Lex just read an interesting article by W. Bradford Wilcox published in National Affairs. The article, “The Evolution of Divorce,” examines how divorce has evolved since the concept of no-fault divorce emerged. http://bit.ly/16zwKB
Wilcox persuasively argues that divorce, as it has evolved since the advent of no fault laws in the 1970s, has disproportionately affected poor and working class communities. He calls for divorce reform including rethinking notions of fault.
Wilcox recommends allowing courts to consider the behavior of spouses in its decisions concerning alimony and property division. This would arguably act as a deterrent against such behavior.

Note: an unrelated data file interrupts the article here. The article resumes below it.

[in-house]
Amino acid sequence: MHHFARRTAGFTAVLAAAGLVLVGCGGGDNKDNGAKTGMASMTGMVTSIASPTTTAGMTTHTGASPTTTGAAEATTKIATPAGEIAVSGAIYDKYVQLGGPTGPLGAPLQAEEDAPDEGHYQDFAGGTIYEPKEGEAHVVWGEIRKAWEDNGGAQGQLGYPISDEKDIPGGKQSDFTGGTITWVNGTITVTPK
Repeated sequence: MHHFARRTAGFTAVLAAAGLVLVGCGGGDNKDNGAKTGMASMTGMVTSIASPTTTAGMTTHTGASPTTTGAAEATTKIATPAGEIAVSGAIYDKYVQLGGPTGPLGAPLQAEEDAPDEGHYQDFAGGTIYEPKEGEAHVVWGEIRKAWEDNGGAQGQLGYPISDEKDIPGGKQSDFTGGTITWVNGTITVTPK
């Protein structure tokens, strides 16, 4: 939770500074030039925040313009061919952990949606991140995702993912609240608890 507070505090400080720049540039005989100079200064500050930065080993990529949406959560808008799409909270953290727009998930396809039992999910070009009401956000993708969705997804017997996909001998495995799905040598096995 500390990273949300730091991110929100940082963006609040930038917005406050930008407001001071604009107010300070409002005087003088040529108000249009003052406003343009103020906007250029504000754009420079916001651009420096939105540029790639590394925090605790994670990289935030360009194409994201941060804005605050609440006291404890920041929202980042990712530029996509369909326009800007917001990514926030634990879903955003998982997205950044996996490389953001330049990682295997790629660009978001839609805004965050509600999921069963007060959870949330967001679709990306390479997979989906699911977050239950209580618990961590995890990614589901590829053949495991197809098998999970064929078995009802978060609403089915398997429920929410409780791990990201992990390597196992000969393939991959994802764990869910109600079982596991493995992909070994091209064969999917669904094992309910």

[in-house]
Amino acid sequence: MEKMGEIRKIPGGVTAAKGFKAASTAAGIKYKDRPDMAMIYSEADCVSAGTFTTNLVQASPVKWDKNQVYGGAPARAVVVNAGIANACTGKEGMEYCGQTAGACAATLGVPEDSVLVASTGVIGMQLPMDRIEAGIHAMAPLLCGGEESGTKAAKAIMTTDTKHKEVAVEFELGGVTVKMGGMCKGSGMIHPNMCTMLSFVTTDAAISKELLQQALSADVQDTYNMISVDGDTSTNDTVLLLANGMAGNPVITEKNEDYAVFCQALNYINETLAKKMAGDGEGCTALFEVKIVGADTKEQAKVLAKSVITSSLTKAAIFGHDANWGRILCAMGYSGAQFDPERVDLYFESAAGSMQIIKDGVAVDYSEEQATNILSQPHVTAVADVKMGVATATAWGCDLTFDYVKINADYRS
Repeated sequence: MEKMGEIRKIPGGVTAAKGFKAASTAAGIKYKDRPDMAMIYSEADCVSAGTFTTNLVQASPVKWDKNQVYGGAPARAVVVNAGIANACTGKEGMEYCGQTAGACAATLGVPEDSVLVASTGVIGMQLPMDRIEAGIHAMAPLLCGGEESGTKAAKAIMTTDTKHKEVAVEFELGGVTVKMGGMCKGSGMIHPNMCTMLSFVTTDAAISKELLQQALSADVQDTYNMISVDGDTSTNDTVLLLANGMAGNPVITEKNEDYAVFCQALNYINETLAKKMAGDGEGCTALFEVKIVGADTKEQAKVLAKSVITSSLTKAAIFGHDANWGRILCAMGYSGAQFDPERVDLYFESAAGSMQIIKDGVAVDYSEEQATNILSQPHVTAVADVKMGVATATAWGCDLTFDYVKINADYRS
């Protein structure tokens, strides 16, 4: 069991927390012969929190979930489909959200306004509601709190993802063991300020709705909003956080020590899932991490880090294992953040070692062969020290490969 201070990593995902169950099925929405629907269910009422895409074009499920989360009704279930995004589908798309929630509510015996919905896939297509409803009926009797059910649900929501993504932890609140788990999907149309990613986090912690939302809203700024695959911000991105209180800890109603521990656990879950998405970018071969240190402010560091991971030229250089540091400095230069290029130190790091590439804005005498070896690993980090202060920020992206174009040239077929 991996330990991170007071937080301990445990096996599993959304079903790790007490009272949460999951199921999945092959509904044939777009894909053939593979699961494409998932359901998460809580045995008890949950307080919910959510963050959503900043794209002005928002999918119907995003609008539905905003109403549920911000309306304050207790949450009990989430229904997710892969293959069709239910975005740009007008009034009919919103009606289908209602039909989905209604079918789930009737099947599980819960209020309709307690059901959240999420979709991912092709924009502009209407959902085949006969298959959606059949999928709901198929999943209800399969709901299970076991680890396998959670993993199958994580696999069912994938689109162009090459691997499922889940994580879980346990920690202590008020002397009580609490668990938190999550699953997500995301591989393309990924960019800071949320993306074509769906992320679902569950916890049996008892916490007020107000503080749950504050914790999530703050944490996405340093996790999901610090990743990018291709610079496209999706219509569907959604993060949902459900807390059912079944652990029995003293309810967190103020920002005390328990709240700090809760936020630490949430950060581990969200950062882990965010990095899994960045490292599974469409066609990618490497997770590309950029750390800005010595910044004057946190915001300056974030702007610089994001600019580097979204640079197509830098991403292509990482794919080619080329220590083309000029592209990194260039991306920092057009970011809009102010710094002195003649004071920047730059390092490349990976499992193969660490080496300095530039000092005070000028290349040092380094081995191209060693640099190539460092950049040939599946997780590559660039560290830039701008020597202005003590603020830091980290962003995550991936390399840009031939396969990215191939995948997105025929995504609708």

Other than possibly prolonging litigation while people attempt to argue their respective culpability, consideration of fault makes sense.
First, no-fault divorce is counterintuitive to litigants. It denies the intense feelings of loss and betrayal that people frequently feel when their spouses violate their vows. Shouldn’t they be allowed a controlled forum to express this sense of loss? Why shouldn’t a court be able to consider an extramarital affair, especially in a short marriage, when it is determining issues of alimony or division of property? Is it implicitly improper to reward or punish someone for their behavior in divorce court? Lex doesn’t think so.
I started my career long after the fault debate was resolved in favor of no fault. But as the world turns and the awful results of “casual divorce” play out, it might be time to rethink this issue. Any thoughts?